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Clinton, Sanders to share stage in New Hampshire to talk student debt

Democratic presidential candidate Hillary Clinton will attempt to shore up support among younger voters by appearing with former rival Bernie Sanders to discuss her plan to ease college's financial burden.

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    Bernie Sanders and Hillary Clinton talk over each other during the Democratic presidential candidates debate at the University of New Hampshire in Durham, New Hampshire, in February. The pair are set to return to UNH on Wednesday to promote Clinton's proposals for reducing student debt.
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When Hillary Clinton speaks in New Hampshire on Wednesday, she'll take the stage alongside her former opponent, Vermont Sen. Bernie Sanders. 

The Democratic nominee and Senator Sanders are joining forces for an afternoon rally and discussion on college affordability, the Clinton campaign announced in an email. The pair are scheduled to "discuss their shared belief that cost should not be a barrier for anyone who chooses to go to college, and student debt should not hold Americans back after they leave school," according to local ABC affiliate WMUR 9. 

The joint appearance comes as Mrs. Clinton, who has struggled to win over Sanders's millennial fanbase, makes an intensified push to appeal to young voters. Efforts in recent weeks include an interview with comedian Zach Galifianakis on his spoof talk show "Between Two Ferns," and an op-ed to millennial voters for Mic, a website aimed at young readers.

"The Millennial generation is a key voting bloc in this election, and it’s clear that the campaign must do more to earn their vote," said the Clinton campaign's communication director, Jennifer Palmieri, in a statement last week. 

Part of that effort is a focus on college affordability, one of the signature aspects of Sanders's platform. In July, Clinton released a revised education plan proposing free tuition at in-state, four-year, public colleges and universities by 2021 for families with annual incomes under $125,000, and immediate free tuition for families with annual incomes under $85,000.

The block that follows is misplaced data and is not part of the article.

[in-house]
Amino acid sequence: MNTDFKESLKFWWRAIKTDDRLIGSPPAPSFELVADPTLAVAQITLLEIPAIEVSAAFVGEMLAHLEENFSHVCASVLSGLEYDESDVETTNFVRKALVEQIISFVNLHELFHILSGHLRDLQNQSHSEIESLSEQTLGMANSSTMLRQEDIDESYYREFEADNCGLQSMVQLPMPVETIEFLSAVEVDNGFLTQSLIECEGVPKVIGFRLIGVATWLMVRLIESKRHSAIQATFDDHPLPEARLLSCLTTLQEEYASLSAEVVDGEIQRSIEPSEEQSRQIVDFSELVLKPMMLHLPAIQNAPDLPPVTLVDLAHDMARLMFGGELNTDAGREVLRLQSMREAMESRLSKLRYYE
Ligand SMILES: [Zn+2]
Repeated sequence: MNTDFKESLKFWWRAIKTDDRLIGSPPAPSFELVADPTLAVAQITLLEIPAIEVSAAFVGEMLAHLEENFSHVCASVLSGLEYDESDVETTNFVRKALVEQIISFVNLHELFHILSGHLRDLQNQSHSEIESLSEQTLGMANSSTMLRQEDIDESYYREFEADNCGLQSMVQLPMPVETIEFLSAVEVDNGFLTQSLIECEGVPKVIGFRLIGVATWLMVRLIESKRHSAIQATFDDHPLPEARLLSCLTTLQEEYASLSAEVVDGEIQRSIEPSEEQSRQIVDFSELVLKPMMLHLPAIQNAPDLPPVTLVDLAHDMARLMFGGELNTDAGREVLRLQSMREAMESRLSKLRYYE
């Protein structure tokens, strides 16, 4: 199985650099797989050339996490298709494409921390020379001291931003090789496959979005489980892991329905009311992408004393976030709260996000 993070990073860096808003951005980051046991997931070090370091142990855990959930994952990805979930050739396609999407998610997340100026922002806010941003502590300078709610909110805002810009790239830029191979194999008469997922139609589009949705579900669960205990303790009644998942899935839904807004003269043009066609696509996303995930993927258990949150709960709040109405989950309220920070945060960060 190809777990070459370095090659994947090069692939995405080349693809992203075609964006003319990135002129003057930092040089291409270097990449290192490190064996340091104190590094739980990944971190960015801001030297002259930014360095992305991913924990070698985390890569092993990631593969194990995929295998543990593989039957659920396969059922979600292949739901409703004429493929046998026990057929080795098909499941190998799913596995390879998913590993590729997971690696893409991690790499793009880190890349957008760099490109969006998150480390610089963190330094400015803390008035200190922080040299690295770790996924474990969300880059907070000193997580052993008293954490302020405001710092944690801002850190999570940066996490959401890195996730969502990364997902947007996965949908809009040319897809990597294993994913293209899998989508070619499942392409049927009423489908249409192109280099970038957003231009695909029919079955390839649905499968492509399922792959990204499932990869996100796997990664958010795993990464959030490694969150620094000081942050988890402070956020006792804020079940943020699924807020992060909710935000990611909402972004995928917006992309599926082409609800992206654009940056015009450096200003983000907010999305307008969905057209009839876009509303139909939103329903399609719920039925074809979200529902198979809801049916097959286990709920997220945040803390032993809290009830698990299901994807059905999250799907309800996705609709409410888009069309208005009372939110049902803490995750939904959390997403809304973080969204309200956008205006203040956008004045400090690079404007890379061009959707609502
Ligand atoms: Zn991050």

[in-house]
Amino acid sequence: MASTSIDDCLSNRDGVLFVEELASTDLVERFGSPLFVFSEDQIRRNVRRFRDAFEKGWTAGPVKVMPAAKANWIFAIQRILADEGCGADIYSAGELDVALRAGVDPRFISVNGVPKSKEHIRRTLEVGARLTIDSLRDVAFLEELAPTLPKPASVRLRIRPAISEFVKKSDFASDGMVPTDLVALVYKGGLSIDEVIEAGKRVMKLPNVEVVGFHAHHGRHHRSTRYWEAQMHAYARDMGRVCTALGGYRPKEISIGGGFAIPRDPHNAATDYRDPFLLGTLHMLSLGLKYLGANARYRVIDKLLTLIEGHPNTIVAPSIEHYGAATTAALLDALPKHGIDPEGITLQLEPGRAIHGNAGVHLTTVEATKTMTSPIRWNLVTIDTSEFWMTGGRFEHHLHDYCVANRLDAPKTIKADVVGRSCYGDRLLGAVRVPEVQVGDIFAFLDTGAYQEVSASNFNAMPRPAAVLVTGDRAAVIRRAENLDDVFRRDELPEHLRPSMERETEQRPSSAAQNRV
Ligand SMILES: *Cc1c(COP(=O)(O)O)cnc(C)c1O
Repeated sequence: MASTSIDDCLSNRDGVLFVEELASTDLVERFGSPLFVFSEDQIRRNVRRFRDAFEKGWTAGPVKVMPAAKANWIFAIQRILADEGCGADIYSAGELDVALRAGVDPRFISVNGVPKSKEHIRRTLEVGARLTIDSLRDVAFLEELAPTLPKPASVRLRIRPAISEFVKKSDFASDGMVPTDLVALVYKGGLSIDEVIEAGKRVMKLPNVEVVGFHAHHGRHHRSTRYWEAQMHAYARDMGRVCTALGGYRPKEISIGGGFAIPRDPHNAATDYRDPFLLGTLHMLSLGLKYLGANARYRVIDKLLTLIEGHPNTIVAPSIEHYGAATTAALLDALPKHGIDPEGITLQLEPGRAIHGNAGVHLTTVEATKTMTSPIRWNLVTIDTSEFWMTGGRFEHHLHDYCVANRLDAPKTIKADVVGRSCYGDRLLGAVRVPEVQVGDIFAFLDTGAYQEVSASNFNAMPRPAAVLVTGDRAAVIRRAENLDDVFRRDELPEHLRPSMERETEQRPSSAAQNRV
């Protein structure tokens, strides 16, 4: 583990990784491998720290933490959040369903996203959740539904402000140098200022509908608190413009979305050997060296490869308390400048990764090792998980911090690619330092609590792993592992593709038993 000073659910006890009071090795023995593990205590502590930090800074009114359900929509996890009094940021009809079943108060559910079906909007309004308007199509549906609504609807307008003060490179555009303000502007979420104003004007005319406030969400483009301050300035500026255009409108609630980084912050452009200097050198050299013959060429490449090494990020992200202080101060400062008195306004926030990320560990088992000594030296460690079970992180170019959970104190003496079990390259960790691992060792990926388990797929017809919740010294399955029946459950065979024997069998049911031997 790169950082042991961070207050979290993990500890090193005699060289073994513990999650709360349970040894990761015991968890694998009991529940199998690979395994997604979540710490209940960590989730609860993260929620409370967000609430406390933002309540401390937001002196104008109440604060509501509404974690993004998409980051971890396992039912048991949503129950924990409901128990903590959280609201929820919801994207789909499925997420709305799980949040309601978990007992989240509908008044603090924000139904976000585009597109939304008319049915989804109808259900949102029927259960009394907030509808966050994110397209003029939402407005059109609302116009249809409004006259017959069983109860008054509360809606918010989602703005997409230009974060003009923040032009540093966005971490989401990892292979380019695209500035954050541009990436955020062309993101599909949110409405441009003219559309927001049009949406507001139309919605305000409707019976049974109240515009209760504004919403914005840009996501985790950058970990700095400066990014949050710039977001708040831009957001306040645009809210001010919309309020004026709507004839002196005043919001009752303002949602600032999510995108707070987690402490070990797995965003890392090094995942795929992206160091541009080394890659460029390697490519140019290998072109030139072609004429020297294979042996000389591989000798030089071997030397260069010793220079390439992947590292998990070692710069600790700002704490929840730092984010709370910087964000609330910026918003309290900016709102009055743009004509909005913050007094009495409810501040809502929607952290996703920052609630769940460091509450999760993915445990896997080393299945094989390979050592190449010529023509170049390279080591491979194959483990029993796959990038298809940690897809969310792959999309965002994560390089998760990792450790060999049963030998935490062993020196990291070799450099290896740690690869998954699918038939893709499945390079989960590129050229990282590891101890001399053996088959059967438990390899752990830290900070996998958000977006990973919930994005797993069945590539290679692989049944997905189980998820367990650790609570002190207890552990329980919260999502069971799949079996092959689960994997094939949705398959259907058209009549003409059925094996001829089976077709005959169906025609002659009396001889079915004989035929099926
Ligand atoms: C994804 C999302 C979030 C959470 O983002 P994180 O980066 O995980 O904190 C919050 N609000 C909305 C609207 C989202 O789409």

"[E]veryone who wants to go to college should be able to without drowning in debt," Clinton wrote in her op-ed for Mic last week. "That's why I worked with Sen. Bernie Sanders to design a plan that will let everyone attend college debt-free." 

In New Hampshire, where Wednesday's rally will be held, Sanders won the Democratic presidential primary over Clinton by a margin of 60 percent to 38 percent. Recent polls shows Clinton leading Donald Trump in New Hampshire by an average margin of 43 percent to 38 percent. 

Mr. Trump, the Republican nominee, has said less about college affordability. Last week, he said that if elected he would work with lawmakers to tie federal funding and tax breaks for colleges and universities to a "good faith" commitment by those institutions to lower tuition costs. 

"If universities want access to all of these federal tax breaks and tax dollars paid for by you, they have to make good faith efforts to reduce the cost of college," Trump said at a rally near Philadelphia on Thursday. 

In a four-way matchup that includes Libertarian candidate Gary Johnson and Green Party candidate Jill Stein, Clinton currently has the support of 31 percent of voters under the age of 35, compared to Trump's 26 percent, according to a Quinnipiac University poll published September 14. 

This report contains material from Reuters and the Associated Press. 

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